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The Protocol and Etiquette of Regifting

December 29, 2009

What’s slightly used and green all over?   A regift, of course!
Some consider it deceptive and cheap. Regifting — giving someone a gift that was given to you by someone else — happens all the time and has become more common in these days of watching every dollar.  According to eBay’s annual survey on regifting, 83% of adults receive gifts each year that they have no use for, and 47% regift or resell the items.  Among adult gift recyclers, women (50%) are almost twice as likely to regift as men (30%), the eBay study found. That fact jives with the feminine bent of some of the gifts most likely to be recycled. While the study found that unwanted food and drink — items with universal appeal — are the most likely to be regifted, bath and beauty products come in second. Trinkets and collectibles come in third.

These days, online resale sites like eBay have made it much easier to turn a bad gift into a profit. But that’s a sale. It’s not regifting. To gift is to give, and unless you’re giving your proverbial label maker to a relative in Florida, you run the risk of being found out.

There was a MMI Regifting Survey conducted by Cynapsus.  There were a total of 1,049 respondents.  Results were weighted by demographics so they are representative of the US population as a whole.  Here are some of the results.

Reasons for regifting
– The majority of people (62%) say they regift because they think the item is something the recipient would really like; this is up from 53% who answered similarly in 2005.
– More than 4 in 10 people (42%) say that they regift to save money; this is up 27% since 2005 when only 33% claimed to regift for monetary reasons.
– 14% believe that regifting is becoming more accepted because it is a method of recycling. (a green concept)

Regifting is becoming more accepted
– More than half (60%) of Americans think regifting is becoming more accepted.
– One in four (25%) of people think regifting is becoming more acceptable because it is a way to save money on holiday expenses.  

Most regift recipients are not offended
– More than 42% regift recipients said that they don’t really care that they were given a regift. 
– Another 18% of regift recipients said they felt happy or amused to receive a regift. 
– Less than 10% of regift recipients said they felt cheated or angry to receive a regift.


    1. From a contemporary perspective it is OK to regift, but there are some steps you should take to ensure it is appreciated.
    2. Regift in different social circles. Make sure the person you give the gift to doesn’t know the person who originally gave you the gift.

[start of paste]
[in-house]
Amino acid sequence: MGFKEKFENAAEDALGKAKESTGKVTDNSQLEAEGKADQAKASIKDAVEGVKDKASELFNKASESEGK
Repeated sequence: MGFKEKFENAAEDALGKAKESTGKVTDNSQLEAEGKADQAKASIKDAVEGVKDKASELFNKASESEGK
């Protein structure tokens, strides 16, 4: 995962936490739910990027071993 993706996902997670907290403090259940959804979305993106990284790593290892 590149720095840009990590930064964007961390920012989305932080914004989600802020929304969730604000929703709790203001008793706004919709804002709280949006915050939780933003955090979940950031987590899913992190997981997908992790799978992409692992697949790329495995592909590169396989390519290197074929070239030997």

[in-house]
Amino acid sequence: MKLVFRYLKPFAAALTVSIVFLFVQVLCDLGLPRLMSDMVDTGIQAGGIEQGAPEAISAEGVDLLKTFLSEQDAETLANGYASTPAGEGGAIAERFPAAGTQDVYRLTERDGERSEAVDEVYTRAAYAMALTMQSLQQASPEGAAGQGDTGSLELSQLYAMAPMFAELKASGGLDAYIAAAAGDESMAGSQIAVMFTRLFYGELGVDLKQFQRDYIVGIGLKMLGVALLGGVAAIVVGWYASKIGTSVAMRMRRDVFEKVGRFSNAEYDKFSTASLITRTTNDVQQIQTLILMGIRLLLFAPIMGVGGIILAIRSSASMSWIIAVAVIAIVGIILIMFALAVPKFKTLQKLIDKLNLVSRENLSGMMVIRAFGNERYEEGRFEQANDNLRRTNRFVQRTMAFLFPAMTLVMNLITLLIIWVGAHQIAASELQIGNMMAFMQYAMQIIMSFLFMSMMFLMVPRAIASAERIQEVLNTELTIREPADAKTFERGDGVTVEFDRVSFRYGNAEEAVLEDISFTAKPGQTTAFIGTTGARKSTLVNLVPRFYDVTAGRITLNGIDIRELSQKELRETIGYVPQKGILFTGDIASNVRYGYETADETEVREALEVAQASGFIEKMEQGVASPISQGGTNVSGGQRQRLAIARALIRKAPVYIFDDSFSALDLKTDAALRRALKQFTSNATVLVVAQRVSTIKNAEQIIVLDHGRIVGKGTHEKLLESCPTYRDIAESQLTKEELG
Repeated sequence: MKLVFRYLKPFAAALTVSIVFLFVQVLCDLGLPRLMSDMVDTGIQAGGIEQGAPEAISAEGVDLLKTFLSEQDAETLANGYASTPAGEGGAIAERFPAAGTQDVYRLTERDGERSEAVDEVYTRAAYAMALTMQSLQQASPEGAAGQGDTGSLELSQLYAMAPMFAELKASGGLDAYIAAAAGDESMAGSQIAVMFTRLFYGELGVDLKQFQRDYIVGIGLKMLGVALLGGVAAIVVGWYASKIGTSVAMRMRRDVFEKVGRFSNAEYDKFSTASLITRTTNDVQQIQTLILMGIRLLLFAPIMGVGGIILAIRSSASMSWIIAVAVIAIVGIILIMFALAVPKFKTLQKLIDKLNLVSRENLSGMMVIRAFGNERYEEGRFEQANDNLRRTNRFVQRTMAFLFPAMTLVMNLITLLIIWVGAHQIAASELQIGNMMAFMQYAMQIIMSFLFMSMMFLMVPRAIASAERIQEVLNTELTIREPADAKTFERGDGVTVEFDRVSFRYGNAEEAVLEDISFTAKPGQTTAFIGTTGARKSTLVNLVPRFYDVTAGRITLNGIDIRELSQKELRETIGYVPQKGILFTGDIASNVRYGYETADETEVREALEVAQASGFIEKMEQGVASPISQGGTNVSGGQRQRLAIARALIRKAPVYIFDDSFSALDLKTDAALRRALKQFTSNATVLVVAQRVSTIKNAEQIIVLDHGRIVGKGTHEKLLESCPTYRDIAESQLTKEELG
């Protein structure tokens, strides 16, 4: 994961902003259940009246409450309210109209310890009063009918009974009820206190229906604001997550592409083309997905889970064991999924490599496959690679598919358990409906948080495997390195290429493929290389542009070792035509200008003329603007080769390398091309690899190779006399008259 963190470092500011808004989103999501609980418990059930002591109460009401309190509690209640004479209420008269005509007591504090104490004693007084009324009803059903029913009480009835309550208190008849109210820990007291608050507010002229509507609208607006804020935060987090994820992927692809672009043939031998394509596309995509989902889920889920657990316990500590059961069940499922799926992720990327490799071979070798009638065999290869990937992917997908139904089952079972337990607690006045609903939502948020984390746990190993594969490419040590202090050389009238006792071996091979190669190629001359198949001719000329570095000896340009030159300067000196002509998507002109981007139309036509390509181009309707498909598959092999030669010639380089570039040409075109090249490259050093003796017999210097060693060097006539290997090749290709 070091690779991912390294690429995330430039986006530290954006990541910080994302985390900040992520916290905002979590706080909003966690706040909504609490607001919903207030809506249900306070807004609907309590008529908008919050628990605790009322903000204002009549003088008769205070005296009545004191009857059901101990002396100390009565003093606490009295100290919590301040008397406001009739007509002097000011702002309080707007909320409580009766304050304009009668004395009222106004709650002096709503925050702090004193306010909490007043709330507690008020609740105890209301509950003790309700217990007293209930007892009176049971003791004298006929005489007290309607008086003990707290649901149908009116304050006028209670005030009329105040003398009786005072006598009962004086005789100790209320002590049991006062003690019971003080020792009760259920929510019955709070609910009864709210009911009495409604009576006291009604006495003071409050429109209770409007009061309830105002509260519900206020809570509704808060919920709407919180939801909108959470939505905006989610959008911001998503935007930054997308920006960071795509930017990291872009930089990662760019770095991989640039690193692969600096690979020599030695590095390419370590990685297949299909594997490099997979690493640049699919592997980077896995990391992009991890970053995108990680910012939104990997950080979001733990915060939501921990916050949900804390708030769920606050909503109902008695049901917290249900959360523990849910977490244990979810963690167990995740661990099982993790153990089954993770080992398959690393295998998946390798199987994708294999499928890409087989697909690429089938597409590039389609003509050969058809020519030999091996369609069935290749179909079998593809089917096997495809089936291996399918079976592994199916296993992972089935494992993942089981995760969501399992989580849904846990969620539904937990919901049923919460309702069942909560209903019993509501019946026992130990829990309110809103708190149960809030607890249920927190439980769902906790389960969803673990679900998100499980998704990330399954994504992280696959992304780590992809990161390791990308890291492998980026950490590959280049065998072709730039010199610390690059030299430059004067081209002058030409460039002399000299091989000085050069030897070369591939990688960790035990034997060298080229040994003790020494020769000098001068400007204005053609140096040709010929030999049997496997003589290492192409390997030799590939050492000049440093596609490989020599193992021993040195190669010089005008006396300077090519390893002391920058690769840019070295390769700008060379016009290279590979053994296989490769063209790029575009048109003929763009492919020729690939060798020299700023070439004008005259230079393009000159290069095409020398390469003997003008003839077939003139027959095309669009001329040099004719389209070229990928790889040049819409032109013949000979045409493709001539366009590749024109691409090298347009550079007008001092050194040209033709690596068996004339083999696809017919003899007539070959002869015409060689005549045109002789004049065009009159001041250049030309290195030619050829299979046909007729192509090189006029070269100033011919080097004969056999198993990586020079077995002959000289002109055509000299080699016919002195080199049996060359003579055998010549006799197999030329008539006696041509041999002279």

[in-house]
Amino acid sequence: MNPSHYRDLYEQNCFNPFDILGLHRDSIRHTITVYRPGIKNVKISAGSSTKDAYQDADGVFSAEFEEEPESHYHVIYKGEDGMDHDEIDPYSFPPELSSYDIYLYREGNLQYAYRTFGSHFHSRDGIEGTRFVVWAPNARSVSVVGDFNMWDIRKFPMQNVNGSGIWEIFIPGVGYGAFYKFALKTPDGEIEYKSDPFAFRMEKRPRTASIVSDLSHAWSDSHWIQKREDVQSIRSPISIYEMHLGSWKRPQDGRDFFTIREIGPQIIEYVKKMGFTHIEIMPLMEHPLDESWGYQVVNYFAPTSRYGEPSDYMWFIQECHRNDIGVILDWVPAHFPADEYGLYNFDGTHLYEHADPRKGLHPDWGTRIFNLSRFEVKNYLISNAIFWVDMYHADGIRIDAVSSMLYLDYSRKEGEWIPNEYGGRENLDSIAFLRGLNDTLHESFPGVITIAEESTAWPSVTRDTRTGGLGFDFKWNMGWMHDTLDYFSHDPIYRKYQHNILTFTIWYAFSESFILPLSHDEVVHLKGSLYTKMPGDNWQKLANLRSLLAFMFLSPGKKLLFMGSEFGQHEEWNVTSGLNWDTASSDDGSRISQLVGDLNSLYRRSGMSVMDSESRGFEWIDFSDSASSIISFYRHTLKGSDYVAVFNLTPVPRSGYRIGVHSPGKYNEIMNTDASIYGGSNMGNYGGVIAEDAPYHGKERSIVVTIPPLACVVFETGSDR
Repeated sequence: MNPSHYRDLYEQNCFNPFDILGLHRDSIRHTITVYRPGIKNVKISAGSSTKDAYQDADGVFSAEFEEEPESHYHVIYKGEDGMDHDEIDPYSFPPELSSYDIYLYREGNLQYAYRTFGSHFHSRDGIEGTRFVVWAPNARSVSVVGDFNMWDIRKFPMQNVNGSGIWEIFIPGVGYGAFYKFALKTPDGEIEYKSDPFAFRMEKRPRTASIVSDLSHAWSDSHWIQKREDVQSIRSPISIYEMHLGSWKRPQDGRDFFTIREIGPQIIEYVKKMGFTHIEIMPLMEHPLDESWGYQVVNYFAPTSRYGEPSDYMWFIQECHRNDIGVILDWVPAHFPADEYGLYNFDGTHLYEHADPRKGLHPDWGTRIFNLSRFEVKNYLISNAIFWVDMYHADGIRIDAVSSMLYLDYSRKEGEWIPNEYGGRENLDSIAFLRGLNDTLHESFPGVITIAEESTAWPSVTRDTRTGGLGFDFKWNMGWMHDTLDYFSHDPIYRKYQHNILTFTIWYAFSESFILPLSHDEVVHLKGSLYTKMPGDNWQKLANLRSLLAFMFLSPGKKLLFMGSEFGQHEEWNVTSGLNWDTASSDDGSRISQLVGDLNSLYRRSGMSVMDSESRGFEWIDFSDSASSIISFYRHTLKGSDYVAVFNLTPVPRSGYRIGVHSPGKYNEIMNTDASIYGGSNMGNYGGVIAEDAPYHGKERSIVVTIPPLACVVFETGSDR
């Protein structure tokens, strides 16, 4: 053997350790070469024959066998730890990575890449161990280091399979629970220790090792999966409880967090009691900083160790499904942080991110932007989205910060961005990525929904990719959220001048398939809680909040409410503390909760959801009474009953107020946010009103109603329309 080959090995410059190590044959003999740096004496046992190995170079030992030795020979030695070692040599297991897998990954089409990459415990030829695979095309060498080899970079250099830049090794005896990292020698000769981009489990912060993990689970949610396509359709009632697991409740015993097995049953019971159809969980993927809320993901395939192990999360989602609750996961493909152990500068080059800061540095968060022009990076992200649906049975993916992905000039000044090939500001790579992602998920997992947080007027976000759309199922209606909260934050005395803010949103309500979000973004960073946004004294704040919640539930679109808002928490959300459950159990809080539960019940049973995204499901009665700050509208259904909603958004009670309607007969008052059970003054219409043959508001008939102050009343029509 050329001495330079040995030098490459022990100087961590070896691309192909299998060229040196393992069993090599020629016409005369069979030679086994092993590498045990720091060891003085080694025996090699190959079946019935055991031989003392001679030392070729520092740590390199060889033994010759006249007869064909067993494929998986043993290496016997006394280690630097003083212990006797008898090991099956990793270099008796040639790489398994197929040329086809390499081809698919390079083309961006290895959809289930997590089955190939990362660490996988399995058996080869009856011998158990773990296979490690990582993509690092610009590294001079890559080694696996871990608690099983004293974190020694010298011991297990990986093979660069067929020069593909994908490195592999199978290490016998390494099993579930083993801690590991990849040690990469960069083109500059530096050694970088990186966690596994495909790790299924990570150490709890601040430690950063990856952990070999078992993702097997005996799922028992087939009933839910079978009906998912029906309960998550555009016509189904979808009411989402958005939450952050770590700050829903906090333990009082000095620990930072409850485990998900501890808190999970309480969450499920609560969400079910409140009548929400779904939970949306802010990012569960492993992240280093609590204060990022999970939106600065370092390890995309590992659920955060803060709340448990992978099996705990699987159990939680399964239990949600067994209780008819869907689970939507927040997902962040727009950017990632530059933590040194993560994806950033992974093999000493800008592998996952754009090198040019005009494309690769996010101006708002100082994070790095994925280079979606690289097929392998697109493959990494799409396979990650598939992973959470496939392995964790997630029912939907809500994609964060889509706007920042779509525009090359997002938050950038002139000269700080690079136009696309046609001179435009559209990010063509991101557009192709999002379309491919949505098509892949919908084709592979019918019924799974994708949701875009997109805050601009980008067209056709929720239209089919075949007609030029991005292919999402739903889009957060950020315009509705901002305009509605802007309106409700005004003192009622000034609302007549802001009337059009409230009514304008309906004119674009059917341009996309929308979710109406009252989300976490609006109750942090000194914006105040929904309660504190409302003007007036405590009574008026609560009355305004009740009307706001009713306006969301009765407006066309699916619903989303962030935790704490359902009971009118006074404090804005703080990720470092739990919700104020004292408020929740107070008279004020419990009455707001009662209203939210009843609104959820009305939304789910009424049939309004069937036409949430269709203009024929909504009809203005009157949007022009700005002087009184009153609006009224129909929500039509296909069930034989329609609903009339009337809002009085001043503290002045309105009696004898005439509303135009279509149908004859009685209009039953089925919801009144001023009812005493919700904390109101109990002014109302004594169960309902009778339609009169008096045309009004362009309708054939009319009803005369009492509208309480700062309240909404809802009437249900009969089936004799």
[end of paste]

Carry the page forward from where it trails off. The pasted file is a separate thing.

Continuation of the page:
3. Remove the evidence. Remove the original card that might be inside the box.
    4. Know that you are risking hurting someone’s feelings so don’t tell them it’s regifted.
    5. Don’t regift items the original giver will notice you no longer have or are not using.
    6. Don’t regift personal, customized, handmade, or one-of-a-kind items.
    7. If you get busted regifting, offer a sincere apology and perhaps another gift.
    8. Never feel guilty about regifting once you’ve done it.”
    9. Don’t use a gift before regifting it. Make sure the gift is in its original box and is unopened. If the gift has a seal, it should be intact.
    10. Make sure the person who receives the gift will enjoy it and use it.
    11. Don’t regift stale items — scented candles that have lost their scent or old fruit cakes. Better to discard them.

Official Regifting Party Rules

Love the idea of recycling gifts?  Why not host a party rampant with regifting.  Your guests will bring and leave with one gift each.  The difference is that this party is paradise for regifters—no first time gifts are allowed.  Here’s how to play:

    1. Each guest brings one wrapped regift.
    2. Next, all guests draw a number. 
    3. The regifter with the lowest number chooses a wrapped regift and opens it for everyone to see.
    4. Here’s where things get interesting.  The person with the next lowest number can either take the opened regift or select a “new” wrapped regift.  If they choose a “new” regift, they must open it for all to see.
    5. This trend goes on for some time (depending on how many guests you have).  Each subsequent person is allowed to either unwrap a “new” regift or take any of the regifts already opened.
    6. If a regift is taken from someone, that person gets to immediately choose another “new” gift to open or they can get revenge by stealing someone else’s gift.
    7. When all the regifts have been opened, the person with the lowest number gets to trade with anyone or keep the regularly rejected regift they ended up with.  It’s only fair.

You will get much praise and admiration for hosting such a unique, fun, budget friendly party.  On the off chance that you don’t love what you end up with, you can always regift to charity.  Send us stories on your regifting party at polished

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